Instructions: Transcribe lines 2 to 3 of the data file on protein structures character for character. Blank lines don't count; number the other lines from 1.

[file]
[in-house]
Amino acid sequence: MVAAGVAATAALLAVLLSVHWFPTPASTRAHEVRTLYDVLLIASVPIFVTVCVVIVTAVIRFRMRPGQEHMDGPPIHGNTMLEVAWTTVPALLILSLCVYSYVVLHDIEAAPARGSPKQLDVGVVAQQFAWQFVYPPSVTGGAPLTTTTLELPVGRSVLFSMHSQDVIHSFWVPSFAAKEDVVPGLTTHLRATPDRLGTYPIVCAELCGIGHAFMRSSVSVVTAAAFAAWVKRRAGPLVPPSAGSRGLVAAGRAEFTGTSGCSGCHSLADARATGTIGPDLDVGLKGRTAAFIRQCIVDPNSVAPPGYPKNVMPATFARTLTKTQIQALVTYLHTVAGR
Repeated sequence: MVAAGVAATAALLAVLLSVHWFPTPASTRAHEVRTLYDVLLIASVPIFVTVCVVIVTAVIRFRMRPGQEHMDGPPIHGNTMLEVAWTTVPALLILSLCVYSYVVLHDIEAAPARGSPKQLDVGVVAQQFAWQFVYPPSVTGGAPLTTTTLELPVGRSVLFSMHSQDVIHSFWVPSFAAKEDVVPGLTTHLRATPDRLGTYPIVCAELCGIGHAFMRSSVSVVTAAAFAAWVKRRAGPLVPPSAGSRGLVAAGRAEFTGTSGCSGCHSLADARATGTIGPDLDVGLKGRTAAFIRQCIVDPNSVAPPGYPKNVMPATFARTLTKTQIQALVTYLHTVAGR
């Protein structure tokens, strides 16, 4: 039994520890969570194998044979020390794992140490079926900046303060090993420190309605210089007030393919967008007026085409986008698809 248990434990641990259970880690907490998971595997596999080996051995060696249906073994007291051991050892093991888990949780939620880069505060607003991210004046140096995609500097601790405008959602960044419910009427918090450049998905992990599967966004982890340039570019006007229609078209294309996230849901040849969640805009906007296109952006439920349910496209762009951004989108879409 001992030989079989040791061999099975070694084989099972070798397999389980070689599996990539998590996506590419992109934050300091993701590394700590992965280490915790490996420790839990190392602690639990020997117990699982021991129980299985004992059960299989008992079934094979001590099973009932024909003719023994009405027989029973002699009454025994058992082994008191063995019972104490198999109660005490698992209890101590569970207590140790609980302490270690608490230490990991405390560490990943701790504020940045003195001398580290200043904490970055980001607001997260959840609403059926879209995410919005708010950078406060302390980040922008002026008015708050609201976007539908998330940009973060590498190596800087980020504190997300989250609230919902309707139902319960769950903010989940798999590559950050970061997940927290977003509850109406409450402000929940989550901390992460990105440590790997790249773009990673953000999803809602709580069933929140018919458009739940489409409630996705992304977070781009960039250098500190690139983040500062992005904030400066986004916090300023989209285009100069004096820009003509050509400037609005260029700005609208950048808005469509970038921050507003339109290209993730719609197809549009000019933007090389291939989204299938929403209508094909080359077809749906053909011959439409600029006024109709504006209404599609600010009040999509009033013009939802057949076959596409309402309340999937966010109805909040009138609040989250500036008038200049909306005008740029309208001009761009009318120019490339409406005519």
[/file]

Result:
Amino acid sequence: MVAAGVAATAALLAVLLSVHWFPTPASTRAHEVRTLYDVLLIASVPIFVTVCVVIVTAVIRFRMRPGQEHMDGPPIHGNTMLEVAWTTVPALLILSLCVYSYVVLHDIEAAPARGSPKQLDVGVVAQQFAWQFVYPPSVTGGAPLTTTTLELPVGRSVLFSMHSQDVIHSFWVPSFAAKEDVVPGLTTHLRATPDRLGTYPIVCAELCGIGHAFMRSSVSVVTAAAFAAWVKRRAGPLVPPSAGSRGLVAAGRAEFTGTSGCSGCHSLADARATGTIGPDLDVGLKGRTAAFIRQCIVDPNSVAPPGYPKNVMPATFARTLTKTQIQALVTYLHTVAGR
Repeated sequence: MVAAGVAATAALLAVLLSVHWFPTPASTRAHEVRTLYDVLLIASVPIFVTVCVVIVTAVIRFRMRPGQEHMDGPPIHGNTMLEVAWTTVPALLILSLCVYSYVVLHDIEAAPARGSPKQLDVGVVAQQFAWQFVYPPSVTGGAPLTTTTLELPVGRSVLFSMHSQDVIHSFWVPSFAAKEDVVPGLTTHLRATPDRLGTYPIVCAELCGIGHAFMRSSVSVVTAAAFAAWVKRRAGPLVPPSAGSRGLVAAGRAEFTGTSGCSGCHSLADARATGTIGPDLDVGLKGRTAAFIRQCIVDPNSVAPPGYPKNVMPATFARTLTKTQIQALVTYLHTVAGR